In the late 1950s, he and Robert Parent, a UW professor of electrical engineering, developed an instrument to measure the Earth’s heat balance from a satellite. It was the first successful satellite mission to make measurements of Earth.
In 1963, he designed the Spin-Scan Cloud Camera, a milestone in satellite instrumentation that flew throughout the 1960s, providing high-quality images of the Earth’s surface and atmosphere. These instruments laid the foundation for how to image weather for the world’s operational weather satellites.
He proposed the instrument to measure the atmosphere’s temperature and water vapor distribution from a geostationary satellite. These were measurements that became available in the 1980s.
Professor Suomi also directed the development of McIDAS, a computer software system designed to analyze and interpret the big data sets generated from satellite observations. This software, first developed in the early 1970s and maintained for over 40 years, remains a primary tool for analysis of satellite weather observations in forecasting centers and universities across the globe.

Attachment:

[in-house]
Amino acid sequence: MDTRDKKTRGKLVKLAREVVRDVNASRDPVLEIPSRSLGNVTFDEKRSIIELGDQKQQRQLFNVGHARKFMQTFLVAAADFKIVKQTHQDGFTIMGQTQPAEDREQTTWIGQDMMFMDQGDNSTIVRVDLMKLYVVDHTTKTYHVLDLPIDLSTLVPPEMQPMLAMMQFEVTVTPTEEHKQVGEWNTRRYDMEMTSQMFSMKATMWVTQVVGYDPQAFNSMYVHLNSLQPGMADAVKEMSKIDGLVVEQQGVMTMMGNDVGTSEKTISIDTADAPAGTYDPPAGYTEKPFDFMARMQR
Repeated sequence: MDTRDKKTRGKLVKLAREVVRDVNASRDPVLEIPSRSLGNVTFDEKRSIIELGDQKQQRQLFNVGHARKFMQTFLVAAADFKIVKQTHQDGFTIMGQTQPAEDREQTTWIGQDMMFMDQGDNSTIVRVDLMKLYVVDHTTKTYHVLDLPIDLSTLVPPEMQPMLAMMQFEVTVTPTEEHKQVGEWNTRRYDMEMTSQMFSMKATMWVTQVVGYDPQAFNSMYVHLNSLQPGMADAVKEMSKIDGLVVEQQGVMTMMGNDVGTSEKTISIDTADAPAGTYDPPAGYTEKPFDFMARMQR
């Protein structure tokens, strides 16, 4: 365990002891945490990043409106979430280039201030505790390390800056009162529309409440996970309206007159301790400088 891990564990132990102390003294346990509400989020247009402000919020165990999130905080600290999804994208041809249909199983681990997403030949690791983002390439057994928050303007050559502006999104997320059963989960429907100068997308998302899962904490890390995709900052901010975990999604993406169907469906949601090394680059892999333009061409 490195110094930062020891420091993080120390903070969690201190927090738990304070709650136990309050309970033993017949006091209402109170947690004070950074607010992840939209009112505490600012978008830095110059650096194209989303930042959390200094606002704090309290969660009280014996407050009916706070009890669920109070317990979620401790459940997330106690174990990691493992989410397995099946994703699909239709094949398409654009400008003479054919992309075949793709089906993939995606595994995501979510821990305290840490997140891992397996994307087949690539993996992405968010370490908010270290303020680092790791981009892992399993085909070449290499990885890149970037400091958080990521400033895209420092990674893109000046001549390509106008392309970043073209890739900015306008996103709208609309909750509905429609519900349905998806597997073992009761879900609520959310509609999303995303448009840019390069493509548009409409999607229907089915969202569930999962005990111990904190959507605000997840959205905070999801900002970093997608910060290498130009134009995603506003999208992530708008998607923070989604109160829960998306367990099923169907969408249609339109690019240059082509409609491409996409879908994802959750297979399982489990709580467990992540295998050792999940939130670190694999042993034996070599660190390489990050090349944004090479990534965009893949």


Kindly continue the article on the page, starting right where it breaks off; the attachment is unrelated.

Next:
Earth wasn’t his only interest. Professor Suomi was a member of the Venus/Mercury 1973 Imaging Science Team, NASA’s Mariner/Jupiter/Saturn Imaging Science Team and the Pioneer Venus Science Steering Group.
Professor Suomi received many honors during his scientific career.
Recently, NASA named a satellite after him – the Suomi National Polar-orbiting Partnership Satellite.
Professor Suomi’s scientific accomplishments defined the young field of satellite meteorology.
His leadership in the development of satellite weather observations and analysis led to weather forecasting improvements that benefited Wisconsin, the nation and the world — the Wisconsin Idea in action.
Steve Ackerman and Jonathan Martin, professors in the UW-Madison department of atmospheric and oceanic sciences, are guests on WHA radio (970 AM) at 11:45 a.m. the last Monday of each month.